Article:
4 Ways to Utilise Negative Customer Feedback on Amazon

Utilize Negative Customer Feedback on Amazon

It’s totally understandable if you read the title and thought it’s ludicrous that negative customer feedback on Amazon can possibly have any value. But as FeedbackExpress will show you, there are various ways you can find the silver lining in the cloud and really turn it into an opportunity.

Way #1: Your Competitors’ Negative Feedback Can Help You Avoid Potential Pitfalls

You know the saying “the best defense is a good offense”? It means finding your opponents weaknesses and exploiting them.

When it comes to negative feedback on Amazon, it means looking at the negative reviews on your competitors’ pages, finding common themes of complaints, then highlighting how you do the opposite. For example, if a lot of buyers for Joe’s Phone Cables complain that the cord ends fray after a couple months, you’d be smart to include the strength of yours in your product descriptions.

Way #2: Get the Negative Reviewers Together in a Focus Group

If you’re finding negative feedback on your page, why not go straight to the horse’s mouth and ask them what would make the product better? Or, in other words, get a focus group going.

Any private label seller worth their salt doesn’t go straight from 0-100; instead, they work in phases. Think of how many iterations Apple went through with their iPhone. The original one was a huge success, but they didn’t stop there and rest on their laurels (Blackberry, I’m looking at you).

What Apple did was evaluate how the market received the iPhone, listened to what users liked and disliked, then applied new features to the next iPhone.

You should do the same with the buyers who left negative feedback on your page. Create a custom email list asking them to check out your newest iteration and let you know what worked and what didn’t. Then, apply those changes to the next batch to minimize the amount of feedback on the next release.

Even if you don’t use this method, don’t ignore the negative reviews. Always respond to them so that they don’t feel ignored on top of feeling lousy for a negative shopping/product experience.

Way #3: Reach Out to the Masses With a Video

Sometimes it’s not possible to respond to each and every disappointed customer, so you’ll need to find a way to address them all at once. When the National Hockey League (NHL) in North America held their playoffs this past spring, one of the heaviest favourites to go all the way was swept in the first round. It was one of the most stunning upsets in league history, and the team wasted no time in issuing its fans an apology via Twitter.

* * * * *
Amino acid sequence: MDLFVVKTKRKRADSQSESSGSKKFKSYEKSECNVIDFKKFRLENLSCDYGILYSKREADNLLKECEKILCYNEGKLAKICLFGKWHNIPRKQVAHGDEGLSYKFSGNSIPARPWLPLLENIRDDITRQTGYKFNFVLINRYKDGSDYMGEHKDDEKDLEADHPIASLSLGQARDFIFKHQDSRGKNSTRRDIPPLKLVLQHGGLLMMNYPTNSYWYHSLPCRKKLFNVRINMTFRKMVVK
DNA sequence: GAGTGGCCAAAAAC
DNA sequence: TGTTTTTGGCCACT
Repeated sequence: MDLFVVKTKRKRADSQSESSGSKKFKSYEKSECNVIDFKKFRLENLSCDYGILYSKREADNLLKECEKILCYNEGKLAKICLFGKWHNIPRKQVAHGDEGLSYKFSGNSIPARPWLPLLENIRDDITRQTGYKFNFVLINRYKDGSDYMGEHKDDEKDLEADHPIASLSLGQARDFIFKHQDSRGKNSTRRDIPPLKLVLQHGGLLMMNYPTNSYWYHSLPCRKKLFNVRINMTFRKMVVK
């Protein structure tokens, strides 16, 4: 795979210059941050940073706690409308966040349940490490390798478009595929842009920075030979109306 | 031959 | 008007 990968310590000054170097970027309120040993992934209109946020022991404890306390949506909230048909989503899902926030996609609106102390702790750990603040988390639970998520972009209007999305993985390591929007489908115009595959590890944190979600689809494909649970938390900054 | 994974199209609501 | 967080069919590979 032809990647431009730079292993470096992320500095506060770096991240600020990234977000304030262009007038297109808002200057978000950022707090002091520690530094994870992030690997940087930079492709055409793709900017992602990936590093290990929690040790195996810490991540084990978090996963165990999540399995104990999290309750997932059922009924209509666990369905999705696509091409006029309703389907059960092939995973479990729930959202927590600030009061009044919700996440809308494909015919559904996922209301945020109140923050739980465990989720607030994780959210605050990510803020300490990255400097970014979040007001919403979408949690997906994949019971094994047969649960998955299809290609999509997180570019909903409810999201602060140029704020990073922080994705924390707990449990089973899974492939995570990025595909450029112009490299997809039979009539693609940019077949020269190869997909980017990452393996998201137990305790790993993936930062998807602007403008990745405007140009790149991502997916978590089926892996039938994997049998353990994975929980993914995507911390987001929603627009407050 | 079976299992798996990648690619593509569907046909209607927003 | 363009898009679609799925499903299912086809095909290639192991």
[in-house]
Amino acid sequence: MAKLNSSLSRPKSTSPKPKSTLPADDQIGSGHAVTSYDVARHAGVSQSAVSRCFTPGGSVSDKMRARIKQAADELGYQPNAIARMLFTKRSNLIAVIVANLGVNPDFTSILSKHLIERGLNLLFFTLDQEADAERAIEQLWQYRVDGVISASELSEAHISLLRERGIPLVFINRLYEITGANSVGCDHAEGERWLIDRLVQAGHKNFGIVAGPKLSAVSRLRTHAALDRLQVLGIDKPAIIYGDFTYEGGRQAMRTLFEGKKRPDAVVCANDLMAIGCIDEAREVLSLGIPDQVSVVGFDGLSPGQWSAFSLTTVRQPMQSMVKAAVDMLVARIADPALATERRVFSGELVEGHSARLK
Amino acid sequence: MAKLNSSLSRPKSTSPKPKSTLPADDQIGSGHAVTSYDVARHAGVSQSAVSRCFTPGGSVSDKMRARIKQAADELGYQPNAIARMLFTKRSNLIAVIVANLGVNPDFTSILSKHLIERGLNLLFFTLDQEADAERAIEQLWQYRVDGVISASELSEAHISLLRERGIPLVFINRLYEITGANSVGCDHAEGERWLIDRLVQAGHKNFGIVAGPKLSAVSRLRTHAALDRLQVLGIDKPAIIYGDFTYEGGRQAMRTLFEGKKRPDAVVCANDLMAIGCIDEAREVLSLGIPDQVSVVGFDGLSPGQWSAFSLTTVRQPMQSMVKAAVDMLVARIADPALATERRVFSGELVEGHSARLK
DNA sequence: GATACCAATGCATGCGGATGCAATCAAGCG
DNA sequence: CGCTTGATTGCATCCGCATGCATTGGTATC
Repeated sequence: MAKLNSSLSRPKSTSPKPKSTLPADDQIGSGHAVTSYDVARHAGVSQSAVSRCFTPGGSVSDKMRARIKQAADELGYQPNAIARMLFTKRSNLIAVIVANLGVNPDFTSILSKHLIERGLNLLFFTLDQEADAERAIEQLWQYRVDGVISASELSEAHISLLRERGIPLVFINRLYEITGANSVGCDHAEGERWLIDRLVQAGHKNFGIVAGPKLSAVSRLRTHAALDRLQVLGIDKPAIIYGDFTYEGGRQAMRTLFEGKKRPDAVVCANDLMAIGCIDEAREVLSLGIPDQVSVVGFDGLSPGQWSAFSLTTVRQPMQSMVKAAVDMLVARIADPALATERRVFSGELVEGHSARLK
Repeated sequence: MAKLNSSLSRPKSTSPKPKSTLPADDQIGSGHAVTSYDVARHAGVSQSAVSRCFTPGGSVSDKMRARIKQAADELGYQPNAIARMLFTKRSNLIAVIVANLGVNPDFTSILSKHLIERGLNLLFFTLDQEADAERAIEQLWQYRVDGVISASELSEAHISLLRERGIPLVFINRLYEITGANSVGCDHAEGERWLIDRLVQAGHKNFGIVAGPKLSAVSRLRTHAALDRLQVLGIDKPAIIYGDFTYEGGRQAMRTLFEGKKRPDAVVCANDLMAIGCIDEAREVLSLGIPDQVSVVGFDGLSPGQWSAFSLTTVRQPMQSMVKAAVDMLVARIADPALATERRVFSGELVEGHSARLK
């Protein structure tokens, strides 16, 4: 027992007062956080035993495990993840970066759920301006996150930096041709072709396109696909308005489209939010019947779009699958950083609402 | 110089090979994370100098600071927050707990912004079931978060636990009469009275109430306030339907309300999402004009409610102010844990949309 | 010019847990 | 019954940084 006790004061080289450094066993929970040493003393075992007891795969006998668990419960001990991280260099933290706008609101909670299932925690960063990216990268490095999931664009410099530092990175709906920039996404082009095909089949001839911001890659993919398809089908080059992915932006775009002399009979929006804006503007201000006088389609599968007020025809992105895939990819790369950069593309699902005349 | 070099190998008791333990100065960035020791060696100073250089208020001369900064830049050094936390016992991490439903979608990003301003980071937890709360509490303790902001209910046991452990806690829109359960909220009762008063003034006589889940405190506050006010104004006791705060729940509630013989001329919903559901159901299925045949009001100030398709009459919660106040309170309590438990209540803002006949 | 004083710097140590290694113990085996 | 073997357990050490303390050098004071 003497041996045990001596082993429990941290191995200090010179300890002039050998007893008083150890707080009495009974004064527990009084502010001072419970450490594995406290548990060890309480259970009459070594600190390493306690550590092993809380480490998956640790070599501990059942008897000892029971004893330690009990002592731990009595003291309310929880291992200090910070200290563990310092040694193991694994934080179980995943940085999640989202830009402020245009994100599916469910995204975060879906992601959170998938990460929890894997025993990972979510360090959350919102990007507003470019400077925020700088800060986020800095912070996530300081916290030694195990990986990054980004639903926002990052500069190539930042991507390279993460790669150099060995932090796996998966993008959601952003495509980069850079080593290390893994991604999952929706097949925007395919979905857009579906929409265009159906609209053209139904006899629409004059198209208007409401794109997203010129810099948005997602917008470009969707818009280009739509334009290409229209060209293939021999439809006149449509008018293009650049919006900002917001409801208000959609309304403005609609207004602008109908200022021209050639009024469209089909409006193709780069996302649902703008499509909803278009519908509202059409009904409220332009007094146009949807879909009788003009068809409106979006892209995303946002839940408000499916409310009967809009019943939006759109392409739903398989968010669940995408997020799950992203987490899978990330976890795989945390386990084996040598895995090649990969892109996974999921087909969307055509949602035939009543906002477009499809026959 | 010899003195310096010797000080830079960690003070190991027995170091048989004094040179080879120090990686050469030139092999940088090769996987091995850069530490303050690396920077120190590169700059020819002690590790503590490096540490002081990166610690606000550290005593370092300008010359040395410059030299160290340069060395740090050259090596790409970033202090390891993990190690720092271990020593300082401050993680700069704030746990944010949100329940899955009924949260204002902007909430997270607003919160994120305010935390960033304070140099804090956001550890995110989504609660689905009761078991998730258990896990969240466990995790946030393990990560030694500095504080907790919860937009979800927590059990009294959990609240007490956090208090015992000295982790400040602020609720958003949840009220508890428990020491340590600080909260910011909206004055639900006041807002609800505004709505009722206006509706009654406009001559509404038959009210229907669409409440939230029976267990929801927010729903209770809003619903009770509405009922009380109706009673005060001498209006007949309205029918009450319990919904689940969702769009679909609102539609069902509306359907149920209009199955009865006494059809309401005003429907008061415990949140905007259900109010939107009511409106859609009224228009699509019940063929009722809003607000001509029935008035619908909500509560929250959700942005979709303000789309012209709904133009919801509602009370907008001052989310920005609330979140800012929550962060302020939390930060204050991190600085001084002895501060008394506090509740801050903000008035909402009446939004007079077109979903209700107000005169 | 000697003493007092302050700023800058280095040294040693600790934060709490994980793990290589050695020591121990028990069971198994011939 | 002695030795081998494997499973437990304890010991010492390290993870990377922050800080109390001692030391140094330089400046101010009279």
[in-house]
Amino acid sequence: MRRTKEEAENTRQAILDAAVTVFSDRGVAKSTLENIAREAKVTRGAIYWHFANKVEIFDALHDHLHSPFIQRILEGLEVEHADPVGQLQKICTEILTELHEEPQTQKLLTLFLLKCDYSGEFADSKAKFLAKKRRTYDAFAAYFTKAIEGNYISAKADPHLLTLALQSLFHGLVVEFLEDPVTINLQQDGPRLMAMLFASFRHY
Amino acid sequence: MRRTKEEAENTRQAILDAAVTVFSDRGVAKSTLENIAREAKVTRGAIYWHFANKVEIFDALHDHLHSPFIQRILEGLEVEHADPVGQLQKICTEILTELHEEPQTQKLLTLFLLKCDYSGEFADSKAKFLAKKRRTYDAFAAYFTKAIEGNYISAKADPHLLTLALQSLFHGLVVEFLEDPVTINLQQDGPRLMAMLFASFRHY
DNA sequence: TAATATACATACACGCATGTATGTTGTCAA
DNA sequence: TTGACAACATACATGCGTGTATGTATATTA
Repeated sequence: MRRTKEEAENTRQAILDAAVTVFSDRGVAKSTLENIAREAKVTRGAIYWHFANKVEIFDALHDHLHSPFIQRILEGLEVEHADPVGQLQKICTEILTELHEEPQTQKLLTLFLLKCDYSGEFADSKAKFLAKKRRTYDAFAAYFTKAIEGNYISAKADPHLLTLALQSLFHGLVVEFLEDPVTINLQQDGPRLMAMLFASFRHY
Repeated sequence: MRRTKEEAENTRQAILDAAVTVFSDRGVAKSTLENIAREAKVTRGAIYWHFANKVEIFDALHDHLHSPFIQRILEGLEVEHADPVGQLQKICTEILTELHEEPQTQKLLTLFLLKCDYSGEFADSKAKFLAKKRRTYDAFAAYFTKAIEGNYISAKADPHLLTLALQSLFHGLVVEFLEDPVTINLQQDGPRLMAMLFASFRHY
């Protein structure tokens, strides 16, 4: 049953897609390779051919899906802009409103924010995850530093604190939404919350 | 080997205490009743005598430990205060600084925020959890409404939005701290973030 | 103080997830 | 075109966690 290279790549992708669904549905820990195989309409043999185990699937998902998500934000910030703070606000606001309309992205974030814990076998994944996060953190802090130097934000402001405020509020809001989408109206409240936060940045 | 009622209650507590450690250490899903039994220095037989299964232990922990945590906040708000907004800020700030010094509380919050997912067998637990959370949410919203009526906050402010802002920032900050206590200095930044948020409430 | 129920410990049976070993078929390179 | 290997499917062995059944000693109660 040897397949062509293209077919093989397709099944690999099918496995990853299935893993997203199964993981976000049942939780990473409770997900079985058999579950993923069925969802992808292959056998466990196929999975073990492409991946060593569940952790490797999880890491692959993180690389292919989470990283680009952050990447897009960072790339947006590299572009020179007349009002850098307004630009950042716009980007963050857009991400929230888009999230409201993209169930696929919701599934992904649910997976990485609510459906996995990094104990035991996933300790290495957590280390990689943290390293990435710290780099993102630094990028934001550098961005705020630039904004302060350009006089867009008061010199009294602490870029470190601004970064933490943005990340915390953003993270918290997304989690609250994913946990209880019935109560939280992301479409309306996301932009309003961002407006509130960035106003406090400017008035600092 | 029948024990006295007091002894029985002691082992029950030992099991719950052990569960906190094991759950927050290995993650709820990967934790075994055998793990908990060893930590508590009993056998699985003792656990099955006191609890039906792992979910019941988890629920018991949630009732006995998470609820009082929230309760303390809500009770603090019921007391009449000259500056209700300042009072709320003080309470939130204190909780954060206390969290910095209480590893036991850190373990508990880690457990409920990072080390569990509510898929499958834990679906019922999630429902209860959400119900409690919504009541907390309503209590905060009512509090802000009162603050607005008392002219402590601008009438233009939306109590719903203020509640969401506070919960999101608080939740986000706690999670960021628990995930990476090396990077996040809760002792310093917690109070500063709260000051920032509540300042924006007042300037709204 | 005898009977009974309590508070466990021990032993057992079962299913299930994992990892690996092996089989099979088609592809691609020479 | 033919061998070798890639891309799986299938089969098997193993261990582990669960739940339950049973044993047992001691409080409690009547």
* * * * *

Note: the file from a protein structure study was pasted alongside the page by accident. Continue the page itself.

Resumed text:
In the past, Amazon sellers have written a paragraph apologizing for falling short of expectations, but we’re approaching a new decade now and so a new medium is required: video. Not only is it not as widely used as writing a paragraph of “I’m sorry”’s and helps you stand out, but it also puts a face to the label and personalizes your product.

In fact, you don’t have to get super fancy. Setting up your phone on a tripod will suffice, as well as help convey a sense of urgency and genuineness. Look directly at the camera and outline the ways in which you’ve fallen short, upload the video to YouTube, then send that link to the customers who left negative feedback.

Way #4: Get Feedback From Those Who Know You Best

You spend about a third of your time with your staff, so go to them when looking for ways to improve. It can be tough to see the forest for the trees when you’re right in the middle of something, but your staff can provide a fresh outside perspective to jolt you back on the right path.

A quick and easy way of doing this is to take a screenshot of a negative review, then circulate it through email among your staff and ask them to point out ways along the chain the problem can be avoided in the future. Maybe it’s something as simple as investing in a different kind of product packaging, or maybe it’s something more complex like negotiating a contract with a different supplier. Either way, be open to raw and honest feedback from your staff over how you can improve.

Final Thoughts

You know how we said in the second way that you should never ignore negative feedback? It can feel harsh to read those negative words and feel motivated to do something about it, but luckily FeedbackExpress can help tremendously. You can get phone alerts right when negative reviews are left, enabling you to immediately issue a template message and act on it the right way. But it only works if you’re using it, so sign up now and enjoy a free 14 day trial.

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